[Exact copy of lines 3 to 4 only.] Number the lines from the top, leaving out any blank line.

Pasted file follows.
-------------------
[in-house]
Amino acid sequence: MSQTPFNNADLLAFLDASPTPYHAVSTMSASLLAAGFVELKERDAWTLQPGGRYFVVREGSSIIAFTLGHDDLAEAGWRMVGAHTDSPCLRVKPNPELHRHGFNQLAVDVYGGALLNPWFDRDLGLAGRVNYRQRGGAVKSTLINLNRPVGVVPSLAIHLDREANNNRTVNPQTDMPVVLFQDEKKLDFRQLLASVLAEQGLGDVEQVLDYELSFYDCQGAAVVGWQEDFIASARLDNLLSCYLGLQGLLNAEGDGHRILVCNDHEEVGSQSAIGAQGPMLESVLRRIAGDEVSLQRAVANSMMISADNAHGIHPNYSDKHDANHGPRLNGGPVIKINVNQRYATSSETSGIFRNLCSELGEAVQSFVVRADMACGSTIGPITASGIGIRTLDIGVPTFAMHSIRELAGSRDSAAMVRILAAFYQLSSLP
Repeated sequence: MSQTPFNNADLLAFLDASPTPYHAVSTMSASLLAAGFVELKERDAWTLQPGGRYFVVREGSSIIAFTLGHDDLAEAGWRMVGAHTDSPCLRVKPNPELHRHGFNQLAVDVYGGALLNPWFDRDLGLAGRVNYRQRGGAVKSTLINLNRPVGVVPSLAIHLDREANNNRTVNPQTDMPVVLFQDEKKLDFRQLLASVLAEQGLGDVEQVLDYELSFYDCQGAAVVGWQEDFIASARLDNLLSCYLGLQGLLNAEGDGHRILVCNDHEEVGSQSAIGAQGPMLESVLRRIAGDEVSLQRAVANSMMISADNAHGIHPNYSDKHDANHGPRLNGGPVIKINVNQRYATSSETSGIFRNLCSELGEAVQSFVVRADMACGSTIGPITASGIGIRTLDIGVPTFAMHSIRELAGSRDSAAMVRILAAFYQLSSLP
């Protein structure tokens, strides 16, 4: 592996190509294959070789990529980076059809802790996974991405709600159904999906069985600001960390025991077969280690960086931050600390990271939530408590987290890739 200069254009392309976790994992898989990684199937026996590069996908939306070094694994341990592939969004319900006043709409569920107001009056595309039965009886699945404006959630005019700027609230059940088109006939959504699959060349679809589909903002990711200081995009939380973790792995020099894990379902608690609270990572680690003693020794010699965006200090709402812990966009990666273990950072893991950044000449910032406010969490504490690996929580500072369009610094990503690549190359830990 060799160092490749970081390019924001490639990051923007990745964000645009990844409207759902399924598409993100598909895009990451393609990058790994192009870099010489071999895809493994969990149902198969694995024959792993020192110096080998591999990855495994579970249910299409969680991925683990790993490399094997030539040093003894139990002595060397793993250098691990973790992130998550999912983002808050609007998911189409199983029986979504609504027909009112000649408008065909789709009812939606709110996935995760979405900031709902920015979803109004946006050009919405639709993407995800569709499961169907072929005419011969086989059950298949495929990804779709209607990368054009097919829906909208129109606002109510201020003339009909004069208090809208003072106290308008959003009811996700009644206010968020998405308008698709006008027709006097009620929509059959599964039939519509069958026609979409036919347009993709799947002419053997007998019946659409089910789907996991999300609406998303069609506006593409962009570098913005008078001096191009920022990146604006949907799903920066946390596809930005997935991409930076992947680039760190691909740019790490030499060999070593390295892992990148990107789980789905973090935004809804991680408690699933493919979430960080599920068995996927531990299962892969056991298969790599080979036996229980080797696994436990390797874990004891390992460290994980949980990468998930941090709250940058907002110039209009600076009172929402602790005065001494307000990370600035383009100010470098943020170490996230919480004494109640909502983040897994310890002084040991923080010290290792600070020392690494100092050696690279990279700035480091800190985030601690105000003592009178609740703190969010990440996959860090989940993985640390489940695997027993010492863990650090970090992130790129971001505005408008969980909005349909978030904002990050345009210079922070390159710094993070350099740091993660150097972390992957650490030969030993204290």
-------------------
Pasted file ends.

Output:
Repeated sequence: MSQTPFNNADLLAFLDASPTPYHAVSTMSASLLAAGFVELKERDAWTLQPGGRYFVVREGSSIIAFTLGHDDLAEAGWRMVGAHTDSPCLRVKPNPELHRHGFNQLAVDVYGGALLNPWFDRDLGLAGRVNYRQRGGAVKSTLINLNRPVGVVPSLAIHLDREANNNRTVNPQTDMPVVLFQDEKKLDFRQLLASVLAEQGLGDVEQVLDYELSFYDCQGAAVVGWQEDFIASARLDNLLSCYLGLQGLLNAEGDGHRILVCNDHEEVGSQSAIGAQGPMLESVLRRIAGDEVSLQRAVANSMMISADNAHGIHPNYSDKHDANHGPRLNGGPVIKINVNQRYATSSETSGIFRNLCSELGEAVQSFVVRADMACGSTIGPITASGIGIRTLDIGVPTFAMHSIRELAGSRDSAAMVRILAAFYQLSSLP
């Protein structure tokens, strides 16, 4: 592996190509294959070789990529980076059809802790996974991405709600159904999906069985600001960390025991077969280690960086931050600390990271939530408590987290890739 200069254009392309976790994992898989990684199937026996590069996908939306070094694994341990592939969004319900006043709409569920107001009056595309039965009886699945404006959630005019700027609230059940088109006939959504699959060349679809589909903002990711200081995009939380973790792995020099894990379902608690609270990572680690003693020794010699965006200090709402812990966009990666273990950072893991950044000449910032406010969490504490690996929580500072369009610094990503690549190359830990 060799160092490749970081390019924001490639990051923007990745964000645009990844409207759902399924598409993100598909895009990451393609990058790994192009870099010489071999895809493994969990149902198969694995024959792993020192110096080998591999990855495994579970249910299409969680991925683990790993490399094997030539040093003894139990002595060397793993250098691990973790992130998550999912983002808050609007998911189409199983029986979504609504027909009112000649408008065909789709009812939606709110996935995760979405900031709902920015979803109004946006050009919405639709993407995800569709499961169907072929005419011969086989059950298949495929990804779709209607990368054009097919829906909208129109606002109510201020003339009909004069208090809208003072106290308008959003009811996700009644206010968020998405308008698709006008027709006097009620929509059959599964039939519509069958026609979409036919347009993709799947002419053997007998019946659409089910789907996991999300609406998303069609506006593409962009570098913005008078001096191009920022990146604006949907799903920066946390596809930005997935991409930076992947680039760190691909740019790490030499060999070593390295892992990148990107789980789905973090935004809804991680408690699933493919979430960080599920068995996927531990299962892969056991298969790599080979036996229980080797696994436990390797874990004891390992460290994980949980990468998930941090709250940058907002110039209009600076009172929402602790005065001494307000990370600035383009100010470098943020170490996230919480004494109640909502983040897994310890002084040991923080010290290792600070020392690494100092050696690279990279700035480091800190985030601690105000003592009178609740703190969010990440996959860090989940993985640390489940695997027993010492863990650090970090992130790129971001505005408008969980909005349909978030904002990050345009210079922070390159710094993070350099740091993660150097972390992957650490030969030993204290």